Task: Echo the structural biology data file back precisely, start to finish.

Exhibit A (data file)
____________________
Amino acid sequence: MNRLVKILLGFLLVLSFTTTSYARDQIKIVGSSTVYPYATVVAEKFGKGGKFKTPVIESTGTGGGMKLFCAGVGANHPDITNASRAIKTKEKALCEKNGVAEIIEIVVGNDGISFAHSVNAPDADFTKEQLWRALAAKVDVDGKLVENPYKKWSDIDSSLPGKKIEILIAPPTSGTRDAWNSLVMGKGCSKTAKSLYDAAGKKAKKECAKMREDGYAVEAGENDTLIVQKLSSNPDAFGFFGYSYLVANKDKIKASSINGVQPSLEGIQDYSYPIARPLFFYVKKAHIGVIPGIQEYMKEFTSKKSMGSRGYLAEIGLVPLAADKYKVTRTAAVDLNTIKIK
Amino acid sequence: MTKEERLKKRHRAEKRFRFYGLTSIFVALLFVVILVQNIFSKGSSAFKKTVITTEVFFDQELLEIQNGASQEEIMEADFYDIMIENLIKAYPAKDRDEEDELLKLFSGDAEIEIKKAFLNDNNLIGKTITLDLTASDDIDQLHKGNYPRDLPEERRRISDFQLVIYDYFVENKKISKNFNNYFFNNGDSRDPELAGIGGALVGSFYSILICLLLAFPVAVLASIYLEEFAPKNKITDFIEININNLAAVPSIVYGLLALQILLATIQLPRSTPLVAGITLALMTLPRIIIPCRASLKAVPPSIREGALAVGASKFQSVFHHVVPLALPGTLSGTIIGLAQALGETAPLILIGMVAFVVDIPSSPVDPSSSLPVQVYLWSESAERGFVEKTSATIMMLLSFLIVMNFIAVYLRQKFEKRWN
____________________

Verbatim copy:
Amino acid sequence: MNRLVKILLGFLLVLSFTTTSYARDQIKIVGSSTVYPYATVVAEKFGKGGKFKTPVIESTGTGGGMKLFCAGVGANHPDITNASRAIKTKEKALCEKNGVAEIIEIVVGNDGISFAHSVNAPDADFTKEQLWRALAAKVDVDGKLVENPYKKWSDIDSSLPGKKIEILIAPPTSGTRDAWNSLVMGKGCSKTAKSLYDAAGKKAKKECAKMREDGYAVEAGENDTLIVQKLSSNPDAFGFFGYSYLVANKDKIKASSINGVQPSLEGIQDYSYPIARPLFFYVKKAHIGVIPGIQEYMKEFTSKKSMGSRGYLAEIGLVPLAADKYKVTRTAAVDLNTIKIK
Amino acid sequence: MTKEERLKKRHRAEKRFRFYGLTSIFVALLFVVILVQNIFSKGSSAFKKTVITTEVFFDQELLEIQNGASQEEIMEADFYDIMIENLIKAYPAKDRDEEDELLKLFSGDAEIEIKKAFLNDNNLIGKTITLDLTASDDIDQLHKGNYPRDLPEERRRISDFQLVIYDYFVENKKISKNFNNYFFNNGDSRDPELAGIGGALVGSFYSILICLLLAFPVAVLASIYLEEFAPKNKITDFIEININNLAAVPSIVYGLLALQILLATIQLPRSTPLVAGITLALMTLPRIIIPCRASLKAVPPSIREGALAVGASKFQSVFHHVVPLALPGTLSGTIIGLAQALGETAPLILIGMVAFVVDIPSSPVDPSSSLPVQVYLWSESAERGFVEKTSATIMMLLSFLIVMNFIAVYLRQKFEKRWN